The Department of Health is to expand the number of productivity indicators on which trusts are compared as the first set of figures revealed the NHS could save £2.2bn a year if it improved its efficiency.
The Department of Health is to expand the number of productivity indicators on which trusts are compared as the first set of figures revealed the NHS could save£2.2bn a year if it improved its efficiency.
The ‘Better care, Better Value’ indicators show how each trust and primary care trust has fared against 16 indicators, such as reducing length of stay and improving cash flow.
The lists show trusts how much money they can save on each indicator if they bring their performance up to the level of the top 25 per cent.
The trust identified as having the potential to make the biggest productivity savings is University of Leicester Hospital trust - in health secretary Patricia Hewitt’s constituency. If it brought its performance up to the standard of the top 25 per cent, it could save almost£30m a year.
The indicators, which will be published quarterly, were drawn up by the NHS Institute for Innovation and Improvement.
Chief executive Professor Bernard Crump said the number of indicators would grow over the next year to include performance on the uptake of nationally-agreed targets and the number of procedures carried out by individual consultants.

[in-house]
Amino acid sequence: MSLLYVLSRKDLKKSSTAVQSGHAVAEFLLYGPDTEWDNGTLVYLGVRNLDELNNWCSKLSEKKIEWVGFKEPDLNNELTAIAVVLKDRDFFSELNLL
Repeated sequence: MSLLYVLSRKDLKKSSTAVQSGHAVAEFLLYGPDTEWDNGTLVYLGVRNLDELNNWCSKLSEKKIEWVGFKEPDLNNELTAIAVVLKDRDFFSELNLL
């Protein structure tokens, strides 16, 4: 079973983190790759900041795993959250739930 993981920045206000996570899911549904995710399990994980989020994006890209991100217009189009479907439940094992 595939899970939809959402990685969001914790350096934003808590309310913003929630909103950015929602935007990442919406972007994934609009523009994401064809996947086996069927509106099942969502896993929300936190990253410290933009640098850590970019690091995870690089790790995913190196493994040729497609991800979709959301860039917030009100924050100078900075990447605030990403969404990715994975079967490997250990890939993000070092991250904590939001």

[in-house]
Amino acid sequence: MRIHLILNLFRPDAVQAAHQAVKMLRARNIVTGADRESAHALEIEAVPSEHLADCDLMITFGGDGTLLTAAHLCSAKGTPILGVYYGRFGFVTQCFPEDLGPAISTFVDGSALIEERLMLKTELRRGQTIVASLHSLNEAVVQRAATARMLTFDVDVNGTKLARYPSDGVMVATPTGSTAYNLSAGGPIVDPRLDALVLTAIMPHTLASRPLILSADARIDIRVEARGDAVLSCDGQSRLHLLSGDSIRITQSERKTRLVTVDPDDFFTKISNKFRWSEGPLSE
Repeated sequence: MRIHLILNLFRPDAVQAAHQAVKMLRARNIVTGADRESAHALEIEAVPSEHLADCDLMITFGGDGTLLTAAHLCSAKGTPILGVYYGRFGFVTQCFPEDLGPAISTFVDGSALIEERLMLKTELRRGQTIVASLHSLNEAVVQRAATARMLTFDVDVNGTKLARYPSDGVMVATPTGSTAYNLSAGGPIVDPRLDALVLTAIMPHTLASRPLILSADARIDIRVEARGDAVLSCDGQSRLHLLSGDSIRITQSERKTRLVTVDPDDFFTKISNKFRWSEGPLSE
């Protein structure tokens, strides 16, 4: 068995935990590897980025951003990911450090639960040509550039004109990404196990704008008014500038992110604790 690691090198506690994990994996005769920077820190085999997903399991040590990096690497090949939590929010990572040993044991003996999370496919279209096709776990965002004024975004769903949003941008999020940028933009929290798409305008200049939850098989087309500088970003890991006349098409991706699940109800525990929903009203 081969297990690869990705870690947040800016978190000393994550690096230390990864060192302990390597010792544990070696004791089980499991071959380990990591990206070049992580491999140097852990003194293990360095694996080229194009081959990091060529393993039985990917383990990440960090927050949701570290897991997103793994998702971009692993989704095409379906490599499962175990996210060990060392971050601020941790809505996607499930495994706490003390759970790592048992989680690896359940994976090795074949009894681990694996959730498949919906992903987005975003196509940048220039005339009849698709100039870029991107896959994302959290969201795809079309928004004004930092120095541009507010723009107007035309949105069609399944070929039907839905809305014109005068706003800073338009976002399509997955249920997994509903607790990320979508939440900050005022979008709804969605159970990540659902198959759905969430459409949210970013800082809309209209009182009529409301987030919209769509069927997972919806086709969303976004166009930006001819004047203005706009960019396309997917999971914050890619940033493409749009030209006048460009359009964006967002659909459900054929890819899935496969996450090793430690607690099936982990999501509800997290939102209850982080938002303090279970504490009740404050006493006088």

Foundation trusts are not included in some of the tables, although Professor Crump said he would like to see this change if they were to provide information voluntarily.
Health minister Andy Burnham told HSJ that improved performance on productivity was vital if the department was to persuade the Treasury or the public that the NHS deserved more money.
‘I don’t think we can say: Come up with more funding for the NHS unless we can demonstrate that the NHS can spend what it has to the maximum effect,’ he said.
The£2.2bn savings break down into:
- *£975m from reducing average length of stay in hospital;
- *£510m from reducing the number of pre-operative bed days;
- *£348m from reducing unnecessary admissions;
- *£278m from reducing unnecessary referrals to outpatient departments;
- *£73m from better management of surgical thresholds; and
- *£16m from increased rates of day-case procedures.
- Each trust has been sent a document comparing their performance with the best and flagging up whether there was a cause for concern. Professor Crump said the information would allow trusts to decide which indicator to focus on first.